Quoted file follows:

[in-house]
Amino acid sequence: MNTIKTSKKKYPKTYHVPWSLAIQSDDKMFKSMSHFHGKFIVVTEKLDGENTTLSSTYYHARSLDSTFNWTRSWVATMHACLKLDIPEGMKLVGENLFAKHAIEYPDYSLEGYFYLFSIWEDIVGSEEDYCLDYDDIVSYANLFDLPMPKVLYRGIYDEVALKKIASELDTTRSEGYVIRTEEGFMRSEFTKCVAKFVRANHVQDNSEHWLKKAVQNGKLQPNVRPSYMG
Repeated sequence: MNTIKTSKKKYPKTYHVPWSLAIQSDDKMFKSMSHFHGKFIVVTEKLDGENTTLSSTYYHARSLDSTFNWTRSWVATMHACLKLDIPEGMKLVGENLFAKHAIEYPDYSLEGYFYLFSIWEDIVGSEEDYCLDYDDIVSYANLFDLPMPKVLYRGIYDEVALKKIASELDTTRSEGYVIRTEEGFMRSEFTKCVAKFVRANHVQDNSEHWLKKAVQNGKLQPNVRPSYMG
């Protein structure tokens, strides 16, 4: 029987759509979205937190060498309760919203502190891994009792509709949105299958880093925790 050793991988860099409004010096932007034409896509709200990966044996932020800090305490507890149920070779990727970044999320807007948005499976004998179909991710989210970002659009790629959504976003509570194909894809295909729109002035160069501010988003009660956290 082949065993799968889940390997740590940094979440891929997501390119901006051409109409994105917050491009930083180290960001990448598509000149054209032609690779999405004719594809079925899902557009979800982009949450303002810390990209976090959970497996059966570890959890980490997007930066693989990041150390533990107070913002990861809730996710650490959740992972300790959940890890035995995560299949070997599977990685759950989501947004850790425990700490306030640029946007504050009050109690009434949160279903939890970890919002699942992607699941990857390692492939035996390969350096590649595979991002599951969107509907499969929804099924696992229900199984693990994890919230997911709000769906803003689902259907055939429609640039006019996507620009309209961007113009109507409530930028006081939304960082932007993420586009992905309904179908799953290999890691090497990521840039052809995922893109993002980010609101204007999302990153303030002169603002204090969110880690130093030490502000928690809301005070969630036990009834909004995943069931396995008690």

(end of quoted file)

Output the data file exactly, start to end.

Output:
[in-house]
Amino acid sequence: MNTIKTSKKKYPKTYHVPWSLAIQSDDKMFKSMSHFHGKFIVVTEKLDGENTTLSSTYYHARSLDSTFNWTRSWVATMHACLKLDIPEGMKLVGENLFAKHAIEYPDYSLEGYFYLFSIWEDIVGSEEDYCLDYDDIVSYANLFDLPMPKVLYRGIYDEVALKKIASELDTTRSEGYVIRTEEGFMRSEFTKCVAKFVRANHVQDNSEHWLKKAVQNGKLQPNVRPSYMG
Repeated sequence: MNTIKTSKKKYPKTYHVPWSLAIQSDDKMFKSMSHFHGKFIVVTEKLDGENTTLSSTYYHARSLDSTFNWTRSWVATMHACLKLDIPEGMKLVGENLFAKHAIEYPDYSLEGYFYLFSIWEDIVGSEEDYCLDYDDIVSYANLFDLPMPKVLYRGIYDEVALKKIASELDTTRSEGYVIRTEEGFMRSEFTKCVAKFVRANHVQDNSEHWLKKAVQNGKLQPNVRPSYMG
């Protein structure tokens, strides 16, 4: 029987759509979205937190060498309760919203502190891994009792509709949105299958880093925790 050793991988860099409004010096932007034409896509709200990966044996932020800090305490507890149920070779990727970044999320807007948005499976004998179909991710989210970002659009790629959504976003509570194909894809295909729109002035160069501010988003009660956290 082949065993799968889940390997740590940094979440891929997501390119901006051409109409994105917050491009930083180290960001990448598509000149054209032609690779999405004719594809079925899902557009979800982009949450303002810390990209976090959970497996059966570890959890980490997007930066693989990041150390533990107070913002990861809730996710650490959740992972300790959940890890035995995560299949070997599977990685759950989501947004850790425990700490306030640029946007504050009050109690009434949160279903939890970890919002699942992607699941990857390692492939035996390969350096590649595979991002599951969107509907499969929804099924696992229900199984693990994890919230997911709000769906803003689902259907055939429609640039006019996507620009309209961007113009109507409530930028006081939304960082932007993420586009992905309904179908799953290999890691090497990521840039052809995922893109993002980010609101204007999302990153303030002169603002204090969110880690130093030490502000928690809301005070969630036990009834909004995943069931396995008690």